So, we get there and order a soda, off of their huge soda drink menu and then order food.  I order a burger called Dave's Smoked Burger, which is described as "smoked beef patty, grilled onions, fontina, lettuce, tomato, rooster mayo".  I opted out the cheese and went with everything else.  I also ordered a side of fries and what is cool here, is that they have your regular fry sauces like mustard, ketchup and mayo, but they tweak this by adding variations of flavor and spice to each one of those.  My burger comes up:

The burger was big and juicy and tasted good.  It had a very nice smokey flavor to it and the grilled onions were huge, like whole petal size.  The buns were nice and home-made and had some butter on them before grilling.  There was also the rooster mayo on it and it just tasted really good, like an easy 4 out of 5 stars.

The fries came secondly in their own container.  The dipping sauce I picked was some more of that rooster mayo.  All sauces come in these tiny and sometimes little glass jars which add to the atmosphere considering that the water decanters on the table are giant water bottles and the glasses that you get to drink from are mason jars.  The fries were cut well, tasted fine and were seasoned perfectly.  An easy 3 out of 5 on those.

I will say this, when I got here for my meal, I was with a party.  So, the 8 of us were well taken care of and unlike other restaurants, had a good sitting area and so forth.  There was no problems with the two kids we had with us too.  This means, that if you are a family, whether you are large or small, this place seems to be able to take care of you well.

Just like politics

I have to break the silence, but just about everyone who is into a category that is voted on, in the Best of St. Louis, from the RFT, knows that it is a complete joke.  Let me sum up the judging requirements and standards with a simple example:

DB's Sports Bar has been more than reasonable with the requests of Insidestl, when it comes to providing many of their girls to interact and enact in foot fetish frolics over the radio show.  They take it serious and their regular menu even has a photo of a woman's legs, from her waist down.  It would seem that when Insidestl needs a girl for any reason, all they have to do is ask DB's and then *poof*, they have their girl.

So, if I was to act like the RFT and hold a whole week of articles about the Best of..., in St. Louis, when it came to best Sports Bar, I would choose DB's.  The RFT doesn't care if the food is good, if the service is good or even if the idea is sound.  They pick their favorites and by selecting them as their best, they help promote them even further.  This is also seen because every selection has in fine print below it: "Reader's choice...".

I don't have a best St. Louis Indie Pop group or a best dance club bouncer name, but I have some ideas about food.  Some of the Best of winners make sense while others like how a restaurant on the Hill wins for best Italian restaurant (not cheap) is beyond me.  In St. Louis, we have this idea that just because the Hill is where the Italian immigrants first arrived and set up as their home, in St. Louis, we have this idea that the best Italian food comes there.  But what if we were wrong?  I am not suggesting that this restaurant is bad, but there are a lot of really good Italian restaurants NOT on the Hill.  Oh yeah, did I mention that this restaurant has also a whole page ad, in the Best of section on food, in the RFT?  I am sure that the ad was not cheap.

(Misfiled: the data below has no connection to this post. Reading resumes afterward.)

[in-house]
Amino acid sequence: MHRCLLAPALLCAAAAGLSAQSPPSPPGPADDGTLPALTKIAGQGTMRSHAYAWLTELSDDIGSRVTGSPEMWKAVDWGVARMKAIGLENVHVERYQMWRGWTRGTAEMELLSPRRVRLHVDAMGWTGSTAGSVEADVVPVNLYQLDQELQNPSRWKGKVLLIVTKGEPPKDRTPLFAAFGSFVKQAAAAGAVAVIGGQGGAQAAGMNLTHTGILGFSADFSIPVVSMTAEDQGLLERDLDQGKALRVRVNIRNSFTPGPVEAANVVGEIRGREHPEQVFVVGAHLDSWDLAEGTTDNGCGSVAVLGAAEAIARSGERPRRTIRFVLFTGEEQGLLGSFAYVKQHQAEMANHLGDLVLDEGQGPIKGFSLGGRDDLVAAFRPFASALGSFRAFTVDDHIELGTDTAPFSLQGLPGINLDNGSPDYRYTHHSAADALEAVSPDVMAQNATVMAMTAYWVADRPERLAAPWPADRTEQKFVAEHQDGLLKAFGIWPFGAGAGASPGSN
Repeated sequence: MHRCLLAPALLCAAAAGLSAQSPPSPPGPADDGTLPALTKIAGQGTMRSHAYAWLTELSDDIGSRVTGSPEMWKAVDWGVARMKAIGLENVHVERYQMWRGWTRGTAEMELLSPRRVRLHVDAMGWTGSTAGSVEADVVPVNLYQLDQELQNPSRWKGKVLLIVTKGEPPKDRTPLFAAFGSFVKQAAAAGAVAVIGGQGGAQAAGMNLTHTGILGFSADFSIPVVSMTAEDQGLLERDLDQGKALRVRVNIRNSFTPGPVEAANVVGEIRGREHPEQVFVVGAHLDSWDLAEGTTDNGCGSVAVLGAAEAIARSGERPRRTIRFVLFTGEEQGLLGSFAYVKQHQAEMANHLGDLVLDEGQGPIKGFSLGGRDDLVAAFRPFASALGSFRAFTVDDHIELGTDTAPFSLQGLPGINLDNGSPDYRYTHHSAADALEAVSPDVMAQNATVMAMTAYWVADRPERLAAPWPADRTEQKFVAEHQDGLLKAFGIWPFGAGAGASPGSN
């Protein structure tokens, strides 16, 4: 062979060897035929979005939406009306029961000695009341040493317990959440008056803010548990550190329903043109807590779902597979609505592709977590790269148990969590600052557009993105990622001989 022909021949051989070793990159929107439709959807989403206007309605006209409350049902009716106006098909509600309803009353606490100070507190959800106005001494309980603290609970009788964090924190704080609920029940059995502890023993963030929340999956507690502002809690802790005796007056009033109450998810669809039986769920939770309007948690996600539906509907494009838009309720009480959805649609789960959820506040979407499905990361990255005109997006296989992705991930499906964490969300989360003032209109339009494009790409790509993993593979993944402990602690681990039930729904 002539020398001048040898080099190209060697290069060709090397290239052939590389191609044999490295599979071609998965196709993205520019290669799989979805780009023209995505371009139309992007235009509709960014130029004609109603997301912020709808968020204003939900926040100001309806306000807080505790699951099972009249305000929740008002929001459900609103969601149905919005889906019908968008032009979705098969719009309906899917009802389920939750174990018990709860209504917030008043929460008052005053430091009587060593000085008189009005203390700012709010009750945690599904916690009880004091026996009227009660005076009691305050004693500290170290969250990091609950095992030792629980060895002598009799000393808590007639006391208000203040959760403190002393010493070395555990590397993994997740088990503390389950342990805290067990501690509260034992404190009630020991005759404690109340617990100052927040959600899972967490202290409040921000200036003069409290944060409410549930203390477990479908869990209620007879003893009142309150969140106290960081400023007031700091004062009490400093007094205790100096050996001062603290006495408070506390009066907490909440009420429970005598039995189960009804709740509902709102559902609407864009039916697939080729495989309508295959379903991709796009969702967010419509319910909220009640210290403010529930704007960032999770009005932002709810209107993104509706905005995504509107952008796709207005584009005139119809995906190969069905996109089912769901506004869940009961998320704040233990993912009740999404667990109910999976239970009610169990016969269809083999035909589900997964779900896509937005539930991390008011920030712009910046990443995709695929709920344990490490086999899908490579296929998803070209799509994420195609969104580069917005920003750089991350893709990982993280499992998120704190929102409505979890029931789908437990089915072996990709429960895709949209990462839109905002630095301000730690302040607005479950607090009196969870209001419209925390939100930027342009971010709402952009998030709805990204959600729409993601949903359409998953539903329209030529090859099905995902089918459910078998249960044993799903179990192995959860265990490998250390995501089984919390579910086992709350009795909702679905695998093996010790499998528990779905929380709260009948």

Besides how advertised restaurants seem to win the Best of, in their category, a pet peeve of mine is when the RFT suggests that a restaurant can win a Best of St. Louis section when it is not in St. Louis.  I know this sounds very simple, almost as simple as back and white, but there is a lot of grey area.  I grew up and was raised in Affton.  Affton, is not in St. Louis, it is in Affton.  I remember being young and riding my bike to the actual large and marble monument, signifying the boundary of the city and the county.  So, we get that: Affton is not St. Louis.  But Affton is within St. Louis county.  So now we have something different.  Now, we have a broader selection and can have a special on St. Louis while looking at places like Glendale or University City.  But, you will have a hard time suggesting that a "dining destination" in Brussels, Illinois can be a best of St. Louis selection.   From the Arch, that location is 1 hour and 40 minutes of driving away, using the fastest route through Google!  How is that within St. Louis?  Places like Eureka, which is 34 minutes away from the Arch or Collinsville, which is 6 minutes away from the Arch, I can understand.  Does this mean that we can select Chicago as having best Pizza in St. Louis?  Or what about a restaurant in the Ozarks for best Farm-to-table?

I know I may get flak for saying it, but there are a lot of politics involved in the culinary world of St. Louis.  I just think that it is a rotten shame that organizations like the RFT choose to push those who don't need or deserve these winnings.  You have friends who are friends and friends who want to rule the world with their friends and thus only want to support their friends.  That is how it works, just like politics. 

Tuesday, October 1, 2013